- 1. Marine Monkeys are (or were) seen in oceans worldwide and are the Mermaids, Mermen, Sirens, etc. of folklore. They have long, dolphin-like tails and four limbs; the front legs are mobile and have human-like hands, while the back legs only remain as claspers used during mating. They often sit out on rocks in shallow water, and their oily hair requires constant grooming. They appear to be descended from long-tailed macaques which took to living in the water and evolved a muscular tail with flukes as a result.
- Freshwater Monkeys are seen in swamps and river systems in Europe, Southeast Asia, and North America, where they are locally known as Brownies, Goblins, Sprites, Nixes, Kappas, Kijimunas, Puckwudgies, Frog Men, Lizard Men, and Swamp Monsters. Eurasian ones are generally pygmies, while North American ones are more often man-sized. They have webbed feet and hands, and fur which clumps together to look like scales. They have five-toed feet, but two of these toes are vestigial and don't show up in tracks, leaving three-toed footprints instead.
[ Above, reconstructed Devil Monkey from Deviant Art: Below, Dale D's interpretation as a coyote. This might not seem like such a striking match at first but several features are noted in common and the tracks left behind in some cases DO seem to be coyote (or Wild Dog) tracks. The category is best thought of as "Chupacabras With The Hair Still On"-DD]
I am including this as a possible category to explain certain sightings of "Werewolves" and "Dogmen" throughout North America. The identification is problematic, as there appear to also be regular Neo-Giants, Marked Hominin Wildmen, and an unknown species of bear involved as well. If the category is genuine, then they are essentially man-sized baboons which frequently walk upright and have dog-like heads and tails. They are often seen scavenging carrion along the sides of roads.
[They do not frequently walk upright but they can stand up and leap from a vertical posture. And the last listed traits are more likely ordinary dogs. Primates do not have pricked ears or brush tails, and the Devil Monkeys are digitigrade, like dogs but not like Primates-DD]
Wildmen (two, possibly three species)
Neanderthaloid [Including both H.s. heidelbergensis and H.s. neanderthalensis variants]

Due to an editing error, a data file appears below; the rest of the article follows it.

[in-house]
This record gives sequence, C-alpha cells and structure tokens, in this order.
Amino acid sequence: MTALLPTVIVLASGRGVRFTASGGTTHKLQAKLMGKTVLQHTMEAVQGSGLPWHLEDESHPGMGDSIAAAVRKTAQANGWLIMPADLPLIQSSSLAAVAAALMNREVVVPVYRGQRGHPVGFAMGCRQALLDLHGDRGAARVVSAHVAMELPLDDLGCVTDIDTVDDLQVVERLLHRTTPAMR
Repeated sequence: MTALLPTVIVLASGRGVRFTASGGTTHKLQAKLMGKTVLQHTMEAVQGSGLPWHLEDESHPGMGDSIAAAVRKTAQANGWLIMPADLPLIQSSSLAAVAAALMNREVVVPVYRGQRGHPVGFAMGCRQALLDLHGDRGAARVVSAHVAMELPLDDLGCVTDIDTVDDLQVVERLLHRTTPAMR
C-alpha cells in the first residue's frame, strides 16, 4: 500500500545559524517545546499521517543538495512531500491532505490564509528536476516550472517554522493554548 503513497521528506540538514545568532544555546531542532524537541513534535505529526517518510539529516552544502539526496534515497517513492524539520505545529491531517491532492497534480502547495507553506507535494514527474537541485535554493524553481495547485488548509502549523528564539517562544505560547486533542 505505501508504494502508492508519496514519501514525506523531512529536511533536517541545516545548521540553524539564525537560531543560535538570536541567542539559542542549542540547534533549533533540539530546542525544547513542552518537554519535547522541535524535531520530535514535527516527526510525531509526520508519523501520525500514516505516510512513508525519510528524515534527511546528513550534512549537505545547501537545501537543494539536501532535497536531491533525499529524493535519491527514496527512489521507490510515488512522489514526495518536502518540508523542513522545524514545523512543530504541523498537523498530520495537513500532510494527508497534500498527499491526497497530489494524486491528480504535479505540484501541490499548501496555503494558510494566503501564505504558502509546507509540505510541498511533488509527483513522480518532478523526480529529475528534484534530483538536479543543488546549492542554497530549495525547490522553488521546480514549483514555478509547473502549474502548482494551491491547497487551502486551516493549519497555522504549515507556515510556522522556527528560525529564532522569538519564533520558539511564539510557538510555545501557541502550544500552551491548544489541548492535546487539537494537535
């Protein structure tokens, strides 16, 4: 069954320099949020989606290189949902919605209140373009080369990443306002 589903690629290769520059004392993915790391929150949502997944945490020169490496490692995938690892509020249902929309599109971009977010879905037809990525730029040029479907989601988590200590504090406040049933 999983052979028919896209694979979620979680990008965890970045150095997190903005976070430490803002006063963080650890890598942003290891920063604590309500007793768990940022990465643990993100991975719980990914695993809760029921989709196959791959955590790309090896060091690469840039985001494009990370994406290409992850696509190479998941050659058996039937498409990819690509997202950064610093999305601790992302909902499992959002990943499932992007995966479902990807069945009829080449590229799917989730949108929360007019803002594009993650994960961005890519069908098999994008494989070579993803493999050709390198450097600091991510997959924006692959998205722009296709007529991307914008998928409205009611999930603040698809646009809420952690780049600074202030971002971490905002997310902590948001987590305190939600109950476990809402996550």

Australopithecines (two definite species)
Neo-Giants (two probable species)
Unknown Pongids (four species)
Merbeings (three species)
American Baboon (one possible species)
Out of this list, however, Neanderthaloids, Erectus Hominins/H. floresiensis, and the Asian Neo-Giants appear to represent species known from the fossil record. On the other hand, Gracile and Robust Australopithecines, "Skunk Apes," and American Neo-Giants are all probably new species of known genera. This means that they all qualify as being known in one way or another. Thus, only the "Yeti," Parapongo, American Siamang, all the Merbeings, and the American Baboon are completely unknown, and likely all represent new species and genera, if not new families
-In summary, I think Tyler is probably very close to the truth but I prefer to make a few more simplifications above and beyond his version. I very likely would not have phrased it the same way.
Below another amended "Lineup" meant to represent the Gracile and Robust Australopiths at far Left, A Solo Man Wildman representing the "Homo erectus" category because some sources say that the Solo fossils represent the latest erectus specimens: this one is at the small size but the category would als be responsible for Yowie sightings at small, medium and large sizes. I do not count this as a separate species. In the middle is the medium-sized Almas Wildman, most likey a Neanderthaler and next over, second from the Left is the Larger-sized variant of this, comparable to Heidelbergers. At the far Right is Homo sapiens, a recent refugee from tropical Africa which has the novel distinction of having lost most or all of the body hair, unlike any of the others. Best Wishes, Dale D.